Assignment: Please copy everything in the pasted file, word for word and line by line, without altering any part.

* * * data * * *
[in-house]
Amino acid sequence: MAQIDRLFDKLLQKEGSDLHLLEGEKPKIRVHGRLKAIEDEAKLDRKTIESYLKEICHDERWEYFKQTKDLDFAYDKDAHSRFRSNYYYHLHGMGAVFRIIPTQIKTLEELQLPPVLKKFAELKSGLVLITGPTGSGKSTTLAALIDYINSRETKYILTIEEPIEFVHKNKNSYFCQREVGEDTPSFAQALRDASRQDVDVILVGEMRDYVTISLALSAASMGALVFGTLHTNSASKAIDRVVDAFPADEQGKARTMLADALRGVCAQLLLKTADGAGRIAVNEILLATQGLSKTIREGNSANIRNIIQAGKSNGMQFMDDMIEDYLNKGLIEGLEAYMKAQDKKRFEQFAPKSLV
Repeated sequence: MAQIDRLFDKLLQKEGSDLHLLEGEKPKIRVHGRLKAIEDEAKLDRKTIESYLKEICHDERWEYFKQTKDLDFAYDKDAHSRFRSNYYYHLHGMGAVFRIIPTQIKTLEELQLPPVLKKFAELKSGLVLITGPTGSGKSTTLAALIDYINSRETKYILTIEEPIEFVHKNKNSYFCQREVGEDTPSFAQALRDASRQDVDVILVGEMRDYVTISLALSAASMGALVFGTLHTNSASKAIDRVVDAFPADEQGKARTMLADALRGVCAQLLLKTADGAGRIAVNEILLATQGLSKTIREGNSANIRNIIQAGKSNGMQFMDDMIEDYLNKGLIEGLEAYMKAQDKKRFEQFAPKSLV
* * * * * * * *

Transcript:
[in-house]
Amino acid sequence: MAQIDRLFDKLLQKEGSDLHLLEGEKPKIRVHGRLKAIEDEAKLDRKTIESYLKEICHDERWEYFKQTKDLDFAYDKDAHSRFRSNYYYHLHGMGAVFRIIPTQIKTLEELQLPPVLKKFAELKSGLVLITGPTGSGKSTTLAALIDYINSRETKYILTIEEPIEFVHKNKNSYFCQREVGEDTPSFAQALRDASRQDVDVILVGEMRDYVTISLALSAASMGALVFGTLHTNSASKAIDRVVDAFPADEQGKARTMLADALRGVCAQLLLKTADGAGRIAVNEILLATQGLSKTIREGNSANIRNIIQAGKSNGMQFMDDMIEDYLNKGLIEGLEAYMKAQDKKRFEQFAPKSLV
Repeated sequence: MAQIDRLFDKLLQKEGSDLHLLEGEKPKIRVHGRLKAIEDEAKLDRKTIESYLKEICHDERWEYFKQTKDLDFAYDKDAHSRFRSNYYYHLHGMGAVFRIIPTQIKTLEELQLPPVLKKFAELKSGLVLITGPTGSGKSTTLAALIDYINSRETKYILTIEEPIEFVHKNKNSYFCQREVGEDTPSFAQALRDASRQDVDVILVGEMRDYVTISLALSAASMGALVFGTLHTNSASKAIDRVVDAFPADEQGKARTMLADALRGVCAQLLLKTADGAGRIAVNEILLATQGLSKTIREGNSANIRNIIQAGKSNGMQFMDDMIEDYLNKGLIEGLEAYMKAQDKKRFEQFAPKSLV